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Ena orchestrates remodelling within the actin cytoskeleton to drive robust Drosophila macrophage chemotaxis

Research output: Contribution to journalArticle

  • Andrew J. Davidson
  • Tom H. Millard
  • Iwan R. Evans
  • Will Wood
Original languageEnglish
Article numberjcs224618
Number of pages8
JournalJournal of Cell Science
Issue number5
Early online date4 Feb 2019
DateAccepted/In press - 15 Jan 2019
DateE-pub ahead of print - 4 Feb 2019
DatePublished (current) - 18 Feb 2019


The actin cytoskeleton is the engine that powers the inflammatory chemotaxis of immune cells to sites of tissue damage or infection. Here, we combine genetics with live in vivo imaging to investigate how cytoskeletal rearrangements drive macrophage recruitment to wounds in Drosophila. We find that the actin-regulatory protein Ena is a master regulator of lamellipodial dynamics in migrating macrophages, where it remodels the cytoskeleton to form linear filaments that can then be bundled together by the cross-linker Fascin (also known as Singed in flies). In contrast, the formin Dia generates rare, probing filopods for specialised functions that are not required for migration. The role of Ena in lamellipodial bundling is so fundamental that its overexpression increases bundling even in the absence of Fascin by marshalling the remaining cross-linking proteins to compensate. This reorganisation of the lamellipod generates cytoskeletal struts that push against the membrane to drive leading edge advancement and boost cell speed. Thus, Ena-mediated remodelling extracts the most from the cytoskeleton to power robust macrophage chemotaxis during their inflammatory recruitment to wounds.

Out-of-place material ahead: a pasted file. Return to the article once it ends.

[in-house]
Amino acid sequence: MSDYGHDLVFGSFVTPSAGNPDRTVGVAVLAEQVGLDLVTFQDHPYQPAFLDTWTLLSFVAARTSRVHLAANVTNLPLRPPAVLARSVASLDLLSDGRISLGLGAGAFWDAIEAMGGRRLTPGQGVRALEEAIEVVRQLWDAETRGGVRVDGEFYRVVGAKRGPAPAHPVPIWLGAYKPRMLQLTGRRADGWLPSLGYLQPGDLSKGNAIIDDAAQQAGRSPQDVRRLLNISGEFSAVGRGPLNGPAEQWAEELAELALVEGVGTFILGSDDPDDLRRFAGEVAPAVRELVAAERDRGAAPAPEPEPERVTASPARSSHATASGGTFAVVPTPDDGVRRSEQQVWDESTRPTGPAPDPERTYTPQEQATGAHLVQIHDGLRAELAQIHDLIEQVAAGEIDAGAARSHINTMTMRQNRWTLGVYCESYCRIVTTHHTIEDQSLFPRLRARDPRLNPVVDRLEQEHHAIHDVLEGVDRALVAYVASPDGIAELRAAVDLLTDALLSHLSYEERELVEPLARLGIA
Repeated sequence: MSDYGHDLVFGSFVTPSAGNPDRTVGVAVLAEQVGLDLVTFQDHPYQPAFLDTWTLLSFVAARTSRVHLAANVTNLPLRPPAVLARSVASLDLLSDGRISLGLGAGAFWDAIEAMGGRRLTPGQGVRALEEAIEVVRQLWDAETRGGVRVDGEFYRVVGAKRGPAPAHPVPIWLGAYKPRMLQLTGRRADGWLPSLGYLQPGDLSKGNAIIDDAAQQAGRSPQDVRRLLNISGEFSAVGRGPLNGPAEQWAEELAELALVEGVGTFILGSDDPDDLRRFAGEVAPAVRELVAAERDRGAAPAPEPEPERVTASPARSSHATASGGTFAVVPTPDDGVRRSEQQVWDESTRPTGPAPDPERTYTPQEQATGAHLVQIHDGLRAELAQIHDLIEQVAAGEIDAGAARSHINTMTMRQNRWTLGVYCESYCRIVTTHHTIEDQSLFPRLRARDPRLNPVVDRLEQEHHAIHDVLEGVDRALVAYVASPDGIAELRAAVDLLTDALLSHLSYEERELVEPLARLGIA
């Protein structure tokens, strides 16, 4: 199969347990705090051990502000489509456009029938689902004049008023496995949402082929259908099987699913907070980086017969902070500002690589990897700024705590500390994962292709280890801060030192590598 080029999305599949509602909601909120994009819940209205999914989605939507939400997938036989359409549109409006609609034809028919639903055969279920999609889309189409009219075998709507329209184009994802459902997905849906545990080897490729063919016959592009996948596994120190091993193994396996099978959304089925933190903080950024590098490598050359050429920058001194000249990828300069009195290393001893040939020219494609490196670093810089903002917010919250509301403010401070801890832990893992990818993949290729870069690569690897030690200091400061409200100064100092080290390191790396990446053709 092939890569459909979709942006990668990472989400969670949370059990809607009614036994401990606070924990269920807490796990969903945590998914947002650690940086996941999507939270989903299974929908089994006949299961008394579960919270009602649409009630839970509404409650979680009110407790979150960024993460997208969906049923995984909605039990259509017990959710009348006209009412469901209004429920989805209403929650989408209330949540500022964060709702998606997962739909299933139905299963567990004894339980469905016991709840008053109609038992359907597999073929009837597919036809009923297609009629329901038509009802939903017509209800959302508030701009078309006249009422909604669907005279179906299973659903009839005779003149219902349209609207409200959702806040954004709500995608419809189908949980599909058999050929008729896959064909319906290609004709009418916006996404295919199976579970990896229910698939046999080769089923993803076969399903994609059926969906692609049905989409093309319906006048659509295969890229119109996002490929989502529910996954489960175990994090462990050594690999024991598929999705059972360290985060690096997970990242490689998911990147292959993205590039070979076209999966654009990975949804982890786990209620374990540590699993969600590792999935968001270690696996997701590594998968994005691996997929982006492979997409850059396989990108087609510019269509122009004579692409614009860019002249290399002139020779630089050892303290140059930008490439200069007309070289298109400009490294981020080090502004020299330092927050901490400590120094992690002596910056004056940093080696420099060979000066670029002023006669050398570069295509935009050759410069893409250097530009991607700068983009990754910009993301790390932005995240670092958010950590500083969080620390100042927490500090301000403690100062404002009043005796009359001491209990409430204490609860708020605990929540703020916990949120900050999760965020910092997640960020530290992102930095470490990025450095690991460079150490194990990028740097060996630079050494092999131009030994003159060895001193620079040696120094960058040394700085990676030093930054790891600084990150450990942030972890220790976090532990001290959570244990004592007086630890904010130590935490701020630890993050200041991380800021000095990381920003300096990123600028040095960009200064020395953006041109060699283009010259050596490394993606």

Research areas

  • Actin, Drosophila, Ena, Hemocyte, Macrophage, Migration

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    Rights statement: This is the final published version of the article (version of record). It first appeared online via The Company of Biologists at DOI: 10.1242/jcs.224618. Please refer to any applicable terms of use of the publisher.

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    Licence: CC BY


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